Valley Film Fest: Veteran Songstress in Notable ‘Transformation’
West Hollywood filmmakers and video journalists Renee Sotile and Mary Jo Godges didn’t expect to make a film when they packed their gear to cover last year’s Palm Springs Women’s Jazz Festival. But once the prolific team returned home and looked at their footage from an amazing lineup of jazz talent, one performer, who has a storied history as a pop singer, stood out.
The result is “#NonaHendryx Transformation,” a short film that will screen at the Valley Film Festival in North Hollywood on Saturday, Oct. 1 (sponsored by WeHo’s Mazur Archives), and in Minnesota at the Sankofa Film Festival on Oct. 15.
Dressed in form-fitting tights and a tank top, Nona Hendryx dips and high-kicks through her set. But her onstage presence is even more impressive because she’s been doing this since the 1960s.
Hendryx shot to fame in 1974 as part of the group Labelle (with Patti LaBelle and Sarah Dash), when their cover of “Lady Marmalade” hit No. 1 on the Billboard chart. (The song hit No. 1 again in 2001, when recorded by Christina Aguilera, Mýa, Pink, and rapper Lil’ Kim for the “Moulin Rouge!” film soundtrack.) After Labelle, Hendryx continued with a successful solo career, writing her own songs, including the gender-themed Transformation, a song ahead of its time.
“I first heard Nona Hendryx when I dropped the needle on her new album “Nona,”–yes, we’re talking vinyl,” said Mary Jo Godges, in parlance befitting a former radio station music director. “I was instantly in awe how such a big sound could be coming through that little stylus.”
Godges would preview music for her LA radio station, KNAC, as well as for clubs around the Southland. Hendryx’s “powerful gender fluid lyrics” struck a chord with Godges, inspiring her to “crank it loud,” she says.
“Finally, someone was singing to us! We knew we were the underground subculture, but she gave us a voice–and what a voice, with a big funked-out and rock dance-floor groove.”
“I’m all pop,” says Sotile, a two-time Emmy winner for her work as an L.A. video-journalist, who also has fond musical memories of Hendryx. “I had the soundtrack from the film ‘Perfect’ because I loved the song ‘I Sweat.’ It was so exciting to see her singing it live, even all these years later.”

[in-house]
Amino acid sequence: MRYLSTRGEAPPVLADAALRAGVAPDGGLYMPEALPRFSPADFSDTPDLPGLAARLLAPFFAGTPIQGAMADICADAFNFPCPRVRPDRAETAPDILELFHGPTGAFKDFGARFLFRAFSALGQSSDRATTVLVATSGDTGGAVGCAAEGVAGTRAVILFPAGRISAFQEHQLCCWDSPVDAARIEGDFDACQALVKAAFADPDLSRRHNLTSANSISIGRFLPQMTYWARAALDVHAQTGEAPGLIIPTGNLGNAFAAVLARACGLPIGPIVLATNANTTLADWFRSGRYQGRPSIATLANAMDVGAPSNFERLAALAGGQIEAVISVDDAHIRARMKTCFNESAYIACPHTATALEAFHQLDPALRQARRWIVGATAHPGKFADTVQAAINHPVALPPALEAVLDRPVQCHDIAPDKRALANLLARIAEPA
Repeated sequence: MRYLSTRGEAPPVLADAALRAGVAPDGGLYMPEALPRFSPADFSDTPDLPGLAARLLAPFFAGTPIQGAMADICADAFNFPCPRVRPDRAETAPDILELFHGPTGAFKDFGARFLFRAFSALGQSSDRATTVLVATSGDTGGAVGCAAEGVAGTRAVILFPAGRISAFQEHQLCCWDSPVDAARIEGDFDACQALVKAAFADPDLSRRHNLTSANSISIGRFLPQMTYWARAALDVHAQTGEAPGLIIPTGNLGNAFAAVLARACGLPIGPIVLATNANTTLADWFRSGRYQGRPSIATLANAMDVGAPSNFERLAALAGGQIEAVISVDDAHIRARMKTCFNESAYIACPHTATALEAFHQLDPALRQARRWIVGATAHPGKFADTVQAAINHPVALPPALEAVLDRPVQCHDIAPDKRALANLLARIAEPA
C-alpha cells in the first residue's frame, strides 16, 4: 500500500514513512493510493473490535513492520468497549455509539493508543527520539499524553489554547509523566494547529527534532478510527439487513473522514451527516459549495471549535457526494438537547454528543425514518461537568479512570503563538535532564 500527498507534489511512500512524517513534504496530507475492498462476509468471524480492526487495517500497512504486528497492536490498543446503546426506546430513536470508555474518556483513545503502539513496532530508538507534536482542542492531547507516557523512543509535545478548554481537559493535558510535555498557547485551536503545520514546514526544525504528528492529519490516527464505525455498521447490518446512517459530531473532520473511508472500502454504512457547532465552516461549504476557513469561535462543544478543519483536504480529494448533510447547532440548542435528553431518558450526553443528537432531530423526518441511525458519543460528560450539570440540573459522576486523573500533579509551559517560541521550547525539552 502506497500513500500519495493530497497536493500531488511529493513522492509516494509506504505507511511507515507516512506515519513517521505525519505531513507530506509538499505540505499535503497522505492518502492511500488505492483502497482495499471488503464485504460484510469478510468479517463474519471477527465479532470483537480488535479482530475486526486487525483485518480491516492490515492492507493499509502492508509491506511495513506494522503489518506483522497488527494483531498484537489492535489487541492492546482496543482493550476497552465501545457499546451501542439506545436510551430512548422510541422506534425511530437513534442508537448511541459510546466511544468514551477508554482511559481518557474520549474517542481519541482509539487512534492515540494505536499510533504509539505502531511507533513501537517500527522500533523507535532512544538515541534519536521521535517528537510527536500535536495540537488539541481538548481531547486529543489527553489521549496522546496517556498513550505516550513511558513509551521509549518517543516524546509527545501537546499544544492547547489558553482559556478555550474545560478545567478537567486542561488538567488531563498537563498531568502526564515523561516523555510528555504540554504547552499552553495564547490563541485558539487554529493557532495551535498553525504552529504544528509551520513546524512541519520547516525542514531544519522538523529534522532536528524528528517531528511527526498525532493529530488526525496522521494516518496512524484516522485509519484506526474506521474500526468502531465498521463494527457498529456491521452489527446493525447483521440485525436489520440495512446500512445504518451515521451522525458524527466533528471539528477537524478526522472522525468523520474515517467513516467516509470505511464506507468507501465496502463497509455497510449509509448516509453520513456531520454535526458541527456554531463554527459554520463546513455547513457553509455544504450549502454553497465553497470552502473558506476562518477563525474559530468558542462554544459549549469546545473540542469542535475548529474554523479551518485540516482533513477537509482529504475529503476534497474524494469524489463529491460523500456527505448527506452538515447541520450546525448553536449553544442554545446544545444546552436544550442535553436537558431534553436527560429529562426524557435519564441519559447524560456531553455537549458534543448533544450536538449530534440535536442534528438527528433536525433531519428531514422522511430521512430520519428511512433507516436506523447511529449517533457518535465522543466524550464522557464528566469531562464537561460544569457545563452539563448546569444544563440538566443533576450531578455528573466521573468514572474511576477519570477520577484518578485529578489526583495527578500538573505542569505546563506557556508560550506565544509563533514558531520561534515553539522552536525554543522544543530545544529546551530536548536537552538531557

The audience at the Palm Springs show felt the energy, Sotile says, and some were “jumping onstage to dance with her.”
It was that emotional response, coupled with a frank, funny and fabulous red carpet interview that the singer did with the filmmakers, that persuaded them to cut a short film.
“’#NonaHendryx Transformation’ was a fun film to make,” Sotile says. “We are proud of how it turned out.”
“Watching her perform in Palm Springs took me right back, like no time had passed,” added Godges. “She’s a force–dynamic and powerful.”
The response to the film thus far, including a screening this past weekend at the Palm Springs LGBT Film Festival, where it won both the Audience and Director awards, has been encouraging the filmmakers to consider a full-length feature. Hendryx does come from a legendary musical family–her late cousin was Jimi Hendrix (she changed the spelling of her last name). She was among the first celebrity AIDS activists, and she’s spent more than 40 years in an interracial relationship with another woman, who happened to be Dusty Springfield’s manager.
Needless to say, “#NonaHendryx Transformation,” is leaving audiences wanting more.
“NonaHendryx Transformation” screens at noon on Saturday, Oct. 1, at Laemmle NoHo7, as part of the Creative Life Documentary Program, along with “Fosse: Recreated,” and “It’s Always About the Story: Conversations With Alan Ladd Jr.”
Click here for more information or tickets to the Valley Film Festival.